The Fast Talker: As someone who fears public speaking more than death, I can relate to The Fast Talker. I know what it’s like to think oh god if I just get through this as quickly as possible it’ll all be over and I’ll never have to speak again! It’s a form of anxiety that I have trouble calling others out on, in case I am labeled a hypocrite. However, I’ll offer some tips on what got me through the few times I wasn’t able to feign illness to get out of speaking (which, yes, I’ve done). 1) Know what you’re talking about. In this case, it’s easy because what you’re talking about is your book. If you can speak confidently and with authority on something, there’s no reason to be nervous. 2) Before it’s your turn to speak, take a break and count to three. It’s pretty textbook, I know, but it tends to work.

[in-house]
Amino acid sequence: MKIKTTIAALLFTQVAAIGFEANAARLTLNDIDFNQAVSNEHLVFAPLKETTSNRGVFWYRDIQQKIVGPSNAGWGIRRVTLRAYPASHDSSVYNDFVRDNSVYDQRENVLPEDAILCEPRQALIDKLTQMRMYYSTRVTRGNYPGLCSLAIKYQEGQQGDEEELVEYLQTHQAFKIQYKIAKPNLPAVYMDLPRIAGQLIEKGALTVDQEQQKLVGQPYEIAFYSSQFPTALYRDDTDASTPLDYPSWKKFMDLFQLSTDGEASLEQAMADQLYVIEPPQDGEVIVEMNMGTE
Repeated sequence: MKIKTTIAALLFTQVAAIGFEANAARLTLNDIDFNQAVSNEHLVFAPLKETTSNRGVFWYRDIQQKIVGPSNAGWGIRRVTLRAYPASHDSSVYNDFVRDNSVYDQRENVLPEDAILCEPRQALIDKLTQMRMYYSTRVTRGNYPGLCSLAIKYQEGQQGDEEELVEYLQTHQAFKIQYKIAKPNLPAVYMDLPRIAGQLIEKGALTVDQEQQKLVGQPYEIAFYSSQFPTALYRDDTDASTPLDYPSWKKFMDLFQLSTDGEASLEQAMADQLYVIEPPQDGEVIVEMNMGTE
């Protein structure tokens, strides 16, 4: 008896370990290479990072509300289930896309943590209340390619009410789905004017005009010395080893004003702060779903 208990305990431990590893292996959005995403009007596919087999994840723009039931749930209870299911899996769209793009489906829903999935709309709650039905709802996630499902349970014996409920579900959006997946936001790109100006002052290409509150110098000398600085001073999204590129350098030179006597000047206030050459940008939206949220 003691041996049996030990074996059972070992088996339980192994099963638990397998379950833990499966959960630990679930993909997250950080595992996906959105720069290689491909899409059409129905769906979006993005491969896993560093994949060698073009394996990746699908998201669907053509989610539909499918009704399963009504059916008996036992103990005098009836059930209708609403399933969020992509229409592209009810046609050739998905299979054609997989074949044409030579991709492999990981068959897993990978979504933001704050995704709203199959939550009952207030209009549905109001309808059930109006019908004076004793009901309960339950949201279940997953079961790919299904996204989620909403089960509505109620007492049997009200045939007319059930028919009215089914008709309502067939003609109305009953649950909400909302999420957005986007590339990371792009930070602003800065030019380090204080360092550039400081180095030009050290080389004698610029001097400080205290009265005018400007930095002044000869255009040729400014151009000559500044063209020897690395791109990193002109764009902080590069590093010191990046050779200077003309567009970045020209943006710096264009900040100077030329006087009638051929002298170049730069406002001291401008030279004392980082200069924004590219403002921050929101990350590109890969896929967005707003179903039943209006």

The Mumbles McMumbleson: This is the writer who lacks confidence and just wants to disappear. They know finding an agent is important, so they have to do this, but by god, do they really need to do this in person? The answer of course is no. No one is forcing writers to attend conferences and meet agents in person. But conferences are important for writers and they chose to be there, so speak up and speak clearly!

Like I said, there were definitely some gems and I’m very excited to read the manuscripts I requested. The Pitch Slam was intense, but fun, which is how many of the writers involved saw it too. See, agents are just like you! No need to fear. When all is said and done, just be yourself. We only want you for your books anyway…